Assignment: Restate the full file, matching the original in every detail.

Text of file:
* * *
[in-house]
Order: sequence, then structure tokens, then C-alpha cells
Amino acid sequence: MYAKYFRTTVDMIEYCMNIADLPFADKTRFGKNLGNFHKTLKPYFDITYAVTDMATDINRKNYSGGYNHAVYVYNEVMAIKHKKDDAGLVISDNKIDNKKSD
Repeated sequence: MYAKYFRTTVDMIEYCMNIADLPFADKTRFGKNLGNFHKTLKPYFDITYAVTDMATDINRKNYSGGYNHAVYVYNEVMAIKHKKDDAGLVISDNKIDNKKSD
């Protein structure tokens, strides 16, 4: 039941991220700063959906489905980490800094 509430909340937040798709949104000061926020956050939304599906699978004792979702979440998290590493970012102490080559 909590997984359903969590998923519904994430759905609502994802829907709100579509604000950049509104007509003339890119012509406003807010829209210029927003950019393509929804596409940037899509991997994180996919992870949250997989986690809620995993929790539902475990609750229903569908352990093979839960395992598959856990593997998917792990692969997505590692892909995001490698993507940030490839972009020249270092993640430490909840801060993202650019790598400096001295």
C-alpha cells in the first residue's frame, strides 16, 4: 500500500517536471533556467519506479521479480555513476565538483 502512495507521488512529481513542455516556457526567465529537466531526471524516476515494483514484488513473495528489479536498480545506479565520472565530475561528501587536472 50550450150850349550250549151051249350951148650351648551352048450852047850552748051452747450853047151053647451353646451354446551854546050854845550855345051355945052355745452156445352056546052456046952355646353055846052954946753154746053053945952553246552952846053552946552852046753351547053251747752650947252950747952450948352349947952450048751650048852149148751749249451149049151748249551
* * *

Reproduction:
[in-house]
Order: sequence, then structure tokens, then C-alpha cells
Amino acid sequence: MYAKYFRTTVDMIEYCMNIADLPFADKTRFGKNLGNFHKTLKPYFDITYAVTDMATDINRKNYSGGYNHAVYVYNEVMAIKHKKDDAGLVISDNKIDNKKSD
Repeated sequence: MYAKYFRTTVDMIEYCMNIADLPFADKTRFGKNLGNFHKTLKPYFDITYAVTDMATDINRKNYSGGYNHAVYVYNEVMAIKHKKDDAGLVISDNKIDNKKSD
């Protein structure tokens, strides 16, 4: 039941991220700063959906489905980490800094 509430909340937040798709949104000061926020956050939304599906699978004792979702979440998290590493970012102490080559 909590997984359903969590998923519904994430759905609502994802829907709100579509604000950049509104007509003339890119012509406003807010829209210029927003950019393509929804596409940037899509991997994180996919992870949250997989986690809620995993929790539902475990609750229903569908352990093979839960395992598959856990593997998917792990692969997505590692892909995001490698993507940030490839972009020249270092993640430490909840801060993202650019790598400096001295």
C-alpha cells in the first residue's frame, strides 16, 4: 500500500517536471533556467519506479521479480555513476565538483 502512495507521488512529481513542455516556457526567465529537466531526471524516476515494483514484488513473495528489479536498480545506479565520472565530475561528501587536472 50550450150850349550250549151051249350951148650351648551352048450852047850552748051452747450853047151053647451353646451354446551854546050854845550855345051355945052355745452156445352056546052456046952355646353055846052954946753154746053053945952553246552952846053552946552852046753351547053251747752650947252950747952450948352349947952450048751650048852149148751749249451149049151748249551